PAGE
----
The Law Commission clearly thought so and in 1997 proposed the introduction of a new criminal offence to deal with trade secret misuse. That recommendation was not acted on which leaves us where we are.
The UK position can be contrasted with a number of other countries where the criminal law plays a more central role. Unfair competition laws in Germany, for example, contain both civil and criminal elements and some trade secret cases start life as criminal investigations before being taken over and proceeding as civil cases.
More significantly perhaps, the US has had a law to deal specifically with trade secret theft for some years. The Economic Espionage Act 1996 was introduced to deal with what was perceived to be a serious threat to US economic interests. Section 1831 of the Act is aimed at the theft of trade secrets for the benefit of a "foreign entity" and Section 1832 deals with theft intended to confer an economic benefit to another party.
The 1996 Act brought trade secret protection, albeit in relation to espionage and theft, into the federal court arena. Up to that point, all US trade secret laws had been state, not federally focused.
In May 2016 the US Defend Trade Secrets Act was enacted. Its significance is that it too brings trade secret actions into the Federal arena, but without displacing state trade secret laws. The DTSA cast its net wider than espionage or theft into the general area of misappropriation cases. The advantage of the DTSA is that federal courts have greater scope to deal with, say, applications for witness testimony or discovery where there is an international or inter-state element. A DTSA case must however, relate to inter-state or international trade, so cases which do not reach that threshold will still be dealt with at state level.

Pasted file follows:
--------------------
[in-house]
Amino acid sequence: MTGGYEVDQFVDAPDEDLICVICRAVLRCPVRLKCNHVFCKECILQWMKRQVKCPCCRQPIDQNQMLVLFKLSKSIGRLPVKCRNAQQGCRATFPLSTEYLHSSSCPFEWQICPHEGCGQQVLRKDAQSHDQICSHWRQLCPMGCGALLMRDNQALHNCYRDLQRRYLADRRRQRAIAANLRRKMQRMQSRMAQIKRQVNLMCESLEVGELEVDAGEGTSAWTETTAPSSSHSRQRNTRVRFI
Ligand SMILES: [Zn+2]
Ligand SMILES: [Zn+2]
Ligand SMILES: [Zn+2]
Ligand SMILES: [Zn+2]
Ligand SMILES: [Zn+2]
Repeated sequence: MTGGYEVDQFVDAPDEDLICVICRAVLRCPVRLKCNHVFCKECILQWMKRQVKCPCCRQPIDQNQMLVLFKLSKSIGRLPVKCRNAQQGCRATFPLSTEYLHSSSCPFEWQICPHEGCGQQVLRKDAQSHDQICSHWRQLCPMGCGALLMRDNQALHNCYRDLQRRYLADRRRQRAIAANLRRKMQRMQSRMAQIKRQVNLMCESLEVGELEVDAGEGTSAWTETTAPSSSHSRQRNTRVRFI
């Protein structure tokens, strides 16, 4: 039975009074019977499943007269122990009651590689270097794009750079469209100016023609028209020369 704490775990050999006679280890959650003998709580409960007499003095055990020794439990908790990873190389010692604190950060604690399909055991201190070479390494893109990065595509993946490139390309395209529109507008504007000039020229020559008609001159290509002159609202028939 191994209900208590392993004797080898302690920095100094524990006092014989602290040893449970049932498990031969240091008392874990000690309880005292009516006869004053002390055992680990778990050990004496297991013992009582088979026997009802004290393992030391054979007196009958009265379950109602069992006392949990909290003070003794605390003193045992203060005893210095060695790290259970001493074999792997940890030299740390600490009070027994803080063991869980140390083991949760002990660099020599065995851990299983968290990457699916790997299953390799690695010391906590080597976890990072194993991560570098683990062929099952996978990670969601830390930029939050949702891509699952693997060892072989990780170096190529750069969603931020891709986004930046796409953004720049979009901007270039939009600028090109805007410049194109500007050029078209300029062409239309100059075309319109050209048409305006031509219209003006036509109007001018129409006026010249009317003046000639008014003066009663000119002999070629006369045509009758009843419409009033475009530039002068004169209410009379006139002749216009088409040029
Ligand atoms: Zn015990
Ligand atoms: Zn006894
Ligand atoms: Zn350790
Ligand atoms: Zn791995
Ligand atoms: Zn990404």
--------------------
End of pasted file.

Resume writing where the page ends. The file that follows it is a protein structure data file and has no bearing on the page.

The UK is of course, contemplating the introduction of a new trade secrets law, promoted by the introduction of an EU Directive on the subject. The Directive must be implemented into UK law by 9 June 2018 which will be before the UK's exit from the EU. There is an open question about whether the UK will implement the Directive, but leaving that aside, one thing is clear. The Directive's scope is civil only. It does not introduce any new element of trade secret theft.
The most interesting aspects of this case are the criminal offences for which Mr Xu was charged and one of which he was convicted. The fraud charge – fraud by abuse of position – is one which could well apply to many senior insiders who abuse the trust placed in them by their employers by copying materials (in this case, computer codes) for use by themselves or a new employer. Similarly, the use of a SCPO, in this case as pressure to return stolen material, is a potent weapon for the authorities.
It seems likely however that many businesses will prefer to deal with trade secret theft by the traditional route of an injunction and damages rather than entrusting the case to a criminal prosecutor. More to the point, the police and CPS probably have enough on their plate without a raft of cases of this sort. On the reported facts, the Xu case seems fairly clear cut. Other cases of "trade secret theft" will be much less straightforward. Unless a prosecutor is satisfied that the use of public money will, more likely than not, result in a successful conviction, then businesses will be left to their own devices.
If you require further information on anything covered in this briefing please contact John Hull (firstname.lastname@example.org ; 020 3375 7352) or your usual contact at the firm on 020 3375 7000.
This publication is a general summary of the law. It should not replace legal advice tailored to your specific circumstances.
© Farrer & Co LLP, January 2017